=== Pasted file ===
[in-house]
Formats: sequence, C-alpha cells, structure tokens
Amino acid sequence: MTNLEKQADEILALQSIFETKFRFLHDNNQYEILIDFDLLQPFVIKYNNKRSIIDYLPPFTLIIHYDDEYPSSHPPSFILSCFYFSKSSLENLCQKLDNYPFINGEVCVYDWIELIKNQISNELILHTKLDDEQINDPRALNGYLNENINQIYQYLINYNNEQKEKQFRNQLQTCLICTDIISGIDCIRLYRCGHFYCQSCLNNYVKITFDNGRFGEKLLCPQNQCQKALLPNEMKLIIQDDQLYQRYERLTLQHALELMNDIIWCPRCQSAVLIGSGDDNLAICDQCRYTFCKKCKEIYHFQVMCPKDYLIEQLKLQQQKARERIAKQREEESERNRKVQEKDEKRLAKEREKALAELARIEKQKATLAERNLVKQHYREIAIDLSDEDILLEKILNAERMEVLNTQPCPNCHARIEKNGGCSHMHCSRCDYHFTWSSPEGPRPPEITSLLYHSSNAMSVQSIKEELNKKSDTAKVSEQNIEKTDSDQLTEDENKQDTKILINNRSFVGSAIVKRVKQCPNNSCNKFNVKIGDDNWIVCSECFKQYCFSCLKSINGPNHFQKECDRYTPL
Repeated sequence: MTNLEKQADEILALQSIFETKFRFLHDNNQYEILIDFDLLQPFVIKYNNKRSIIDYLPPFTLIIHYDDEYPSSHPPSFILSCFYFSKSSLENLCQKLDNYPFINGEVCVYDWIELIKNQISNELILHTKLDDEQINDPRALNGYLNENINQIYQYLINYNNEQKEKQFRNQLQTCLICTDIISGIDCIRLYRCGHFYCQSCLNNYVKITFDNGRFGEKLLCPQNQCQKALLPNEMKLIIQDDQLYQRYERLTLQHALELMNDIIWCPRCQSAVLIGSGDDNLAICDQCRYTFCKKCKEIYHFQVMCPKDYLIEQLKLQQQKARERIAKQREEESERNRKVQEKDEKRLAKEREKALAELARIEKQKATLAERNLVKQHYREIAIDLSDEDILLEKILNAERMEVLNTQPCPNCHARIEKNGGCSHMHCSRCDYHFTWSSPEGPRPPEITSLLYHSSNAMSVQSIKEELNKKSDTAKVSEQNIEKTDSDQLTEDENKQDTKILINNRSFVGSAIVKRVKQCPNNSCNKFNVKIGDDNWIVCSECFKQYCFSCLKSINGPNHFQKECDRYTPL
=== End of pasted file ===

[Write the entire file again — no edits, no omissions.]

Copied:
[in-house]
Formats: sequence, C-alpha cells, structure tokens
Amino acid sequence: MTNLEKQADEILALQSIFETKFRFLHDNNQYEILIDFDLLQPFVIKYNNKRSIIDYLPPFTLIIHYDDEYPSSHPPSFILSCFYFSKSSLENLCQKLDNYPFINGEVCVYDWIELIKNQISNELILHTKLDDEQINDPRALNGYLNENINQIYQYLINYNNEQKEKQFRNQLQTCLICTDIISGIDCIRLYRCGHFYCQSCLNNYVKITFDNGRFGEKLLCPQNQCQKALLPNEMKLIIQDDQLYQRYERLTLQHALELMNDIIWCPRCQSAVLIGSGDDNLAICDQCRYTFCKKCKEIYHFQVMCPKDYLIEQLKLQQQKARERIAKQREEESERNRKVQEKDEKRLAKEREKALAELARIEKQKATLAERNLVKQHYREIAIDLSDEDILLEKILNAERMEVLNTQPCPNCHARIEKNGGCSHMHCSRCDYHFTWSSPEGPRPPEITSLLYHSSNAMSVQSIKEELNKKSDTAKVSEQNIEKTDSDQLTEDENKQDTKILINNRSFVGSAIVKRVKQCPNNSCNKFNVKIGDDNWIVCSECFKQYCFSCLKSINGPNHFQKECDRYTPL
Repeated sequence: MTNLEKQADEILALQSIFETKFRFLHDNNQYEILIDFDLLQPFVIKYNNKRSIIDYLPPFTLIIHYDDEYPSSHPPSFILSCFYFSKSSLENLCQKLDNYPFINGEVCVYDWIELIKNQISNELILHTKLDDEQINDPRALNGYLNENINQIYQYLINYNNEQKEKQFRNQLQTCLICTDIISGIDCIRLYRCGHFYCQSCLNNYVKITFDNGRFGEKLLCPQNQCQKALLPNEMKLIIQDDQLYQRYERLTLQHALELMNDIIWCPRCQSAVLIGSGDDNLAICDQCRYTFCKKCKEIYHFQVMCPKDYLIEQLKLQQQKARERIAKQREEESERNRKVQEKDEKRLAKEREKALAELARIEKQKATLAERNLVKQHYREIAIDLSDEDILLEKILNAERMEVLNTQPCPNCHARIEKNGGCSHMHCSRCDYHFTWSSPEGPRPPEITSLLYHSSNAMSVQSIKEELNKKSDTAKVSEQNIEKTDSDQLTEDENKQDTKILINNRSFVGSAIVKRVKQCPNNSCNKFNVKIGDDNWIVCSECFKQYCFSCLKSINGPNHFQKECDRYTPL